With HCC (High-speed Cycle Cutting), which FANUC provides in the high-end CNC Series 30i and 31i CNC controls, precise and homogeneous machining routines can be achieved that are unattainable in any other process. The basic structure is straightforward: For each axis to be moved, a table is created, in which the relative movements of the particular axis are programmed for a defined time interval (e.g. 1 millisecond).

Small footprint, large work envelope

Last year, Schneeberger introduced with the NGC a universal and super compact new generation of grinding machines. It is suitable for standard tools such as face, radius and profile tooling cutters, high-performance borers, reamers, profile turning plates in HSS, carbide and Cermet. Specifically-designed software, grinding processes and clamping systems are available for the sharpening of hobs, shaper cutters, stick blades and bevel gear blades. Production grinding of blades for the paper, food or plastic industry is part of the range of capabilities, along with the machining of disc-shaped work pieces with special clamping and automatic loading.

"There is a market demand for machines that have the smallest footprint possible, yet offer comparatively long traversing paths", explains Hartmut Rühl. "With the NGC, we have achieved this balancing act." The compact 5-axis machine enables the complete machining of tools (circumference and face) up to a 300 mm cutting length. The workpiece can have a diameter of up to 300 mm and a maximum workpiece length of 500 mm. Although both the NGC and the NGM Tap are considered relatively small machines, Schneeberger offers them with grinding disc changers and seven disc packages.

Transition to a new generation of controls

For all machines in the higher-end segment, i.e. also for the NGM tap and the NGC, Schneeberger uses the FANUC Series 31i-B5 CNC controllers ideal for 5-axis machining – in a version with an integrated "Panel i" industrial PC. This is linked to the CNC via the HSSB high-speed bus. It enables the grinding specialist to apply his expertise in the proprietary software Quinto with a customised interface.

All other machines from Schneeberger have also completed the transition to Model B, FANUC's new generation of controllers. For more rudimentary applications in terms of programming, the previous Power Mate CNC has been replaced by the FANUC 35i-B without PC support. Hartmut Rühl points out that the term "rudimentary" does not refer to the precision but to the programming requirements: "With these machines, hob cutters can be re-sharpened in 3A quality. A very demanding task indeed, requiring only ten out of 20 parameters, however, which can be completed locally on the machine."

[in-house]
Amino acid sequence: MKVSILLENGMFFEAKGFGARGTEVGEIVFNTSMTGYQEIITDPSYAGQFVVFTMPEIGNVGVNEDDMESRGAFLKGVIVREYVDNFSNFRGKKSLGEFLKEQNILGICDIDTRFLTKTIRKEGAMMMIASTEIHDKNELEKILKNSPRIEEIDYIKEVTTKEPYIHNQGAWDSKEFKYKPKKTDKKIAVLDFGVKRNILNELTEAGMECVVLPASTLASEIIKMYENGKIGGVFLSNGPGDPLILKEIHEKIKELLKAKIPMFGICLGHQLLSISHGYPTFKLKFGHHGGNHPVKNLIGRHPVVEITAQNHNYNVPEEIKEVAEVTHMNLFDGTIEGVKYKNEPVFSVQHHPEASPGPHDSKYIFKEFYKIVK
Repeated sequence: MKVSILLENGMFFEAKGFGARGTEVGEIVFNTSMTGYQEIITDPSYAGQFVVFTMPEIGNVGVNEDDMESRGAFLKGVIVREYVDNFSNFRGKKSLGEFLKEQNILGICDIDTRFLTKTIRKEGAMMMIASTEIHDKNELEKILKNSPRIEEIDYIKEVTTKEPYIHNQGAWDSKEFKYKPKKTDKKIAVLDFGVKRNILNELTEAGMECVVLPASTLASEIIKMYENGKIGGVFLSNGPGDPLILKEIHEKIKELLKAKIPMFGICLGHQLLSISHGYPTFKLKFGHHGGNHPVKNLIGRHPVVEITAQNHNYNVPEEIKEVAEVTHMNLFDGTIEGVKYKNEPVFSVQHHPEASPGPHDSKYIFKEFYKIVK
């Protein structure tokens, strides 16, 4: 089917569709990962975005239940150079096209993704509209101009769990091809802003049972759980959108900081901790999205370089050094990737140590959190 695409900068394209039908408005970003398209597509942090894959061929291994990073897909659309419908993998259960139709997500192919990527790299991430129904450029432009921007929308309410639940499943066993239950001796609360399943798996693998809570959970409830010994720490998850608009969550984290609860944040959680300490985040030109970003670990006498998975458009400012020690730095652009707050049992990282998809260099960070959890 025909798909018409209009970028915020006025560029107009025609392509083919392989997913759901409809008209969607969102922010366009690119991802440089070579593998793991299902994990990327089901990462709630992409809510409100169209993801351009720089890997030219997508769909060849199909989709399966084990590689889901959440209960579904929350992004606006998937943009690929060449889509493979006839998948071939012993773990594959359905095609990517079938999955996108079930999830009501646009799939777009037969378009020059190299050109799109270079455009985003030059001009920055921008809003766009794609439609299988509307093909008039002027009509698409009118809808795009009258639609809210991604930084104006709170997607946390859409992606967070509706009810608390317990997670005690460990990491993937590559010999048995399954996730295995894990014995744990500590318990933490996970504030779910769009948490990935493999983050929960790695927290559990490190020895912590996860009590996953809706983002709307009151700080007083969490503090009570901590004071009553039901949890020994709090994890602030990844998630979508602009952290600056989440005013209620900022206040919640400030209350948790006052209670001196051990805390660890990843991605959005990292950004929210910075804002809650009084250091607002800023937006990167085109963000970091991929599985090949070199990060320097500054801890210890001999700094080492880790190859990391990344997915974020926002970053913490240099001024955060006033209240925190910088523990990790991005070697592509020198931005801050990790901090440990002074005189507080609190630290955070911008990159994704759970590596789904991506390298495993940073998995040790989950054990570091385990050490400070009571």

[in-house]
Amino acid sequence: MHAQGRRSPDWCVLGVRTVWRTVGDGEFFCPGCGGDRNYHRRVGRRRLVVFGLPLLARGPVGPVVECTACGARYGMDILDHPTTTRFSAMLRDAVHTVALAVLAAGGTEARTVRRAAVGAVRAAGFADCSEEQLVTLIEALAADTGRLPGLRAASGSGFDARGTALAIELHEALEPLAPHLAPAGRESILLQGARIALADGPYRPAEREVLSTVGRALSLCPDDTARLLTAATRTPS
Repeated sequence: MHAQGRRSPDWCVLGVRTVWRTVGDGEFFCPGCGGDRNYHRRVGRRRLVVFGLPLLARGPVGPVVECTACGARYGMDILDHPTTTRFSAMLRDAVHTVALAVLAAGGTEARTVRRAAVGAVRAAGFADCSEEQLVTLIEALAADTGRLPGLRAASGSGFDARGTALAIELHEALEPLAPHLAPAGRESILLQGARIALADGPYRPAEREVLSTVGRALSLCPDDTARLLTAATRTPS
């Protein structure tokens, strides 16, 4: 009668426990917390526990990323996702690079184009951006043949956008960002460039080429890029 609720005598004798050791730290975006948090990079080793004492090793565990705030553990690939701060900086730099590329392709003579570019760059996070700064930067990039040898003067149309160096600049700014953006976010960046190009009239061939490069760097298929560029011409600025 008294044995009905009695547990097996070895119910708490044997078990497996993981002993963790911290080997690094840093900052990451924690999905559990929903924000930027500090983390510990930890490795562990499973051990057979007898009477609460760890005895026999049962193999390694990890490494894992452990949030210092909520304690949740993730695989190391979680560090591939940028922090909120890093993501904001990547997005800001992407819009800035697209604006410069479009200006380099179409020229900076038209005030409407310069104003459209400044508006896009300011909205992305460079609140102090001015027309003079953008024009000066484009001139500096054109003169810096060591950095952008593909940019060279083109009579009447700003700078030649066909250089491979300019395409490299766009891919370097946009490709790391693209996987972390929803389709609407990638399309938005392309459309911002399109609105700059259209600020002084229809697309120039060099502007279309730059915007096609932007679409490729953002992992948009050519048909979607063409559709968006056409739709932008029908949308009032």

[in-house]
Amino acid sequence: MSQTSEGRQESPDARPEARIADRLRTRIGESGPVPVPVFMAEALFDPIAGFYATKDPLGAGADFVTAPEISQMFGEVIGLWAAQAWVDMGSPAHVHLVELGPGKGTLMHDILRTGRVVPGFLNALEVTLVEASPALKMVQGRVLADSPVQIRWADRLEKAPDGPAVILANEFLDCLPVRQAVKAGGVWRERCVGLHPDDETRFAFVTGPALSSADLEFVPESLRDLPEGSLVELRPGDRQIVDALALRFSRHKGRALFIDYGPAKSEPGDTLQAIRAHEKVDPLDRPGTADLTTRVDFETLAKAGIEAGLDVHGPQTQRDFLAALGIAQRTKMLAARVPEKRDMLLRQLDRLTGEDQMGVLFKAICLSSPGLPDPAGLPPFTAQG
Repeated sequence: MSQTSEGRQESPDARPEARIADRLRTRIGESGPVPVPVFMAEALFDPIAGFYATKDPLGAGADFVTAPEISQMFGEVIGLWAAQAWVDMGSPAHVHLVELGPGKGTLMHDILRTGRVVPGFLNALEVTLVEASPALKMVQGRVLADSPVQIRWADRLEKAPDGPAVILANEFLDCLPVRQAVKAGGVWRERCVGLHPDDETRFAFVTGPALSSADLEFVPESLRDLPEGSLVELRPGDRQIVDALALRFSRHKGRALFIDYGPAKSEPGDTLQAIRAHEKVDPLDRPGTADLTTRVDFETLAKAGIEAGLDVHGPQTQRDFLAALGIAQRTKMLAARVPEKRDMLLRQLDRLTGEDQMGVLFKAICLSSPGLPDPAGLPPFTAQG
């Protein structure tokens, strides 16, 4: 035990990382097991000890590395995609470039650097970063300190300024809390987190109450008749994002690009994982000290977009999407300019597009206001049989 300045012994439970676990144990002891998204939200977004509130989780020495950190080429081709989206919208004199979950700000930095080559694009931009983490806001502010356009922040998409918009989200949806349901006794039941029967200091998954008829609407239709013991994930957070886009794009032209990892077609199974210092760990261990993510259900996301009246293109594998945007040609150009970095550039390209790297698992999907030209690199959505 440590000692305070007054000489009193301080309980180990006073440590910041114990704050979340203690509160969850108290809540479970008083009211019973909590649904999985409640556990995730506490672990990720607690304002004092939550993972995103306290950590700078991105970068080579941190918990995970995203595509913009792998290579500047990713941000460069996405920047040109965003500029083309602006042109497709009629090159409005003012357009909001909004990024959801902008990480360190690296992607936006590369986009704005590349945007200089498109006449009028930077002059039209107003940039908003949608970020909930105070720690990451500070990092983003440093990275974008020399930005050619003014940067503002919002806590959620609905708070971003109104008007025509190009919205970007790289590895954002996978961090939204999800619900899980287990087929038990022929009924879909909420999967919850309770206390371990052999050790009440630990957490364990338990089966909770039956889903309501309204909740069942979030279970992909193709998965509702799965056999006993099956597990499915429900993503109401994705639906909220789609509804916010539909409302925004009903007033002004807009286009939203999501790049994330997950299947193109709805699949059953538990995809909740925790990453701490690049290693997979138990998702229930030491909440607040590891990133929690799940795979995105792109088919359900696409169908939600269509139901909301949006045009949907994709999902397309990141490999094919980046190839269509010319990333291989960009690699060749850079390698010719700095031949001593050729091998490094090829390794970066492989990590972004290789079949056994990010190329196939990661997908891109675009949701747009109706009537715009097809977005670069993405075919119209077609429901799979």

Controller specialist Rühl also indicates interest in the new FANUC compact CNC 0i-F: "That would perhaps be an additional alternative for the lower-end segment of our grinding machines that have only a few axes and do not require a multi-channel capability." With the 0i-F, presented in Europe for the first time at the AMB 2014, the CNC world market leader unveiled its "Seamless Concept". This states that all FANUC CNC controllers are built according to a unified standard and have comparable operating instructions. This means that both the 31i-B5 and 0i-F require the same peripheral components (amplifier, I/O etc.) and are included in the same housing. The software makes the sole difference.

Saving time through exact measurement in the machine

Schneeberger has yet another innovation that is offered throughout all machinery series and generations: its own 3D probe. Hartmut Rühl states the reason for this development: "Over time, the machines have become more and more precise and faster. So the integrated probe ought to have equal capabilities. In order to offer our customers the optimal solution, we developed a 3D probe that fulfils our requirements 100 percent."